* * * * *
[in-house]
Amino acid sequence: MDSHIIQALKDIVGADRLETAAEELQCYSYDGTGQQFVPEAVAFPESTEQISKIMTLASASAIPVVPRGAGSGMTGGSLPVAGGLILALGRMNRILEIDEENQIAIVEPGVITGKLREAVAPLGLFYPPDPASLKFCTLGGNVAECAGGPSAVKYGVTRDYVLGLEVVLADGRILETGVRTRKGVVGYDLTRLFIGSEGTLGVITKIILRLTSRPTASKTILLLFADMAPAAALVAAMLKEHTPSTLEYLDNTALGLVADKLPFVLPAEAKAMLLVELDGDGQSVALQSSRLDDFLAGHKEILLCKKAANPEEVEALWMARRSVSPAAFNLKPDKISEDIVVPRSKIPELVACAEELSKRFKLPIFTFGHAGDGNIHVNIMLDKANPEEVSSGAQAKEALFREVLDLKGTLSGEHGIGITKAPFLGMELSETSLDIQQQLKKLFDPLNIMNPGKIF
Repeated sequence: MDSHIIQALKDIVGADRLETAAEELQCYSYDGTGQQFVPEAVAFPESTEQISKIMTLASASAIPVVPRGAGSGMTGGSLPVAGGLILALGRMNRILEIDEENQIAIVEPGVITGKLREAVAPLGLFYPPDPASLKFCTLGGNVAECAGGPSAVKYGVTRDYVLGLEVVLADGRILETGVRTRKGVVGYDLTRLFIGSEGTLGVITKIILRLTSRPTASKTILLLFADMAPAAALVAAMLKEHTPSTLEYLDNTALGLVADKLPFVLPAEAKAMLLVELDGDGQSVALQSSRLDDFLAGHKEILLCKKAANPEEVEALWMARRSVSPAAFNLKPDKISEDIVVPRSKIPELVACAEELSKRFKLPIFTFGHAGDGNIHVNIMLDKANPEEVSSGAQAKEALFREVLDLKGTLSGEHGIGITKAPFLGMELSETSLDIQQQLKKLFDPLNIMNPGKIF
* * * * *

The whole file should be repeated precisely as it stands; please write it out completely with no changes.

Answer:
[in-house]
Amino acid sequence: MDSHIIQALKDIVGADRLETAAEELQCYSYDGTGQQFVPEAVAFPESTEQISKIMTLASASAIPVVPRGAGSGMTGGSLPVAGGLILALGRMNRILEIDEENQIAIVEPGVITGKLREAVAPLGLFYPPDPASLKFCTLGGNVAECAGGPSAVKYGVTRDYVLGLEVVLADGRILETGVRTRKGVVGYDLTRLFIGSEGTLGVITKIILRLTSRPTASKTILLLFADMAPAAALVAAMLKEHTPSTLEYLDNTALGLVADKLPFVLPAEAKAMLLVELDGDGQSVALQSSRLDDFLAGHKEILLCKKAANPEEVEALWMARRSVSPAAFNLKPDKISEDIVVPRSKIPELVACAEELSKRFKLPIFTFGHAGDGNIHVNIMLDKANPEEVSSGAQAKEALFREVLDLKGTLSGEHGIGITKAPFLGMELSETSLDIQQQLKKLFDPLNIMNPGKIF
Repeated sequence: MDSHIIQALKDIVGADRLETAAEELQCYSYDGTGQQFVPEAVAFPESTEQISKIMTLASASAIPVVPRGAGSGMTGGSLPVAGGLILALGRMNRILEIDEENQIAIVEPGVITGKLREAVAPLGLFYPPDPASLKFCTLGGNVAECAGGPSAVKYGVTRDYVLGLEVVLADGRILETGVRTRKGVVGYDLTRLFIGSEGTLGVITKIILRLTSRPTASKTILLLFADMAPAAALVAAMLKEHTPSTLEYLDNTALGLVADKLPFVLPAEAKAMLLVELDGDGQSVALQSSRLDDFLAGHKEILLCKKAANPEEVEALWMARRSVSPAAFNLKPDKISEDIVVPRSKIPELVACAEELSKRFKLPIFTFGHAGDGNIHVNIMLDKANPEEVSSGAQAKEALFREVLDLKGTLSGEHGIGITKAPFLGMELSETSLDIQQQLKKLFDPLNIMNPGKIF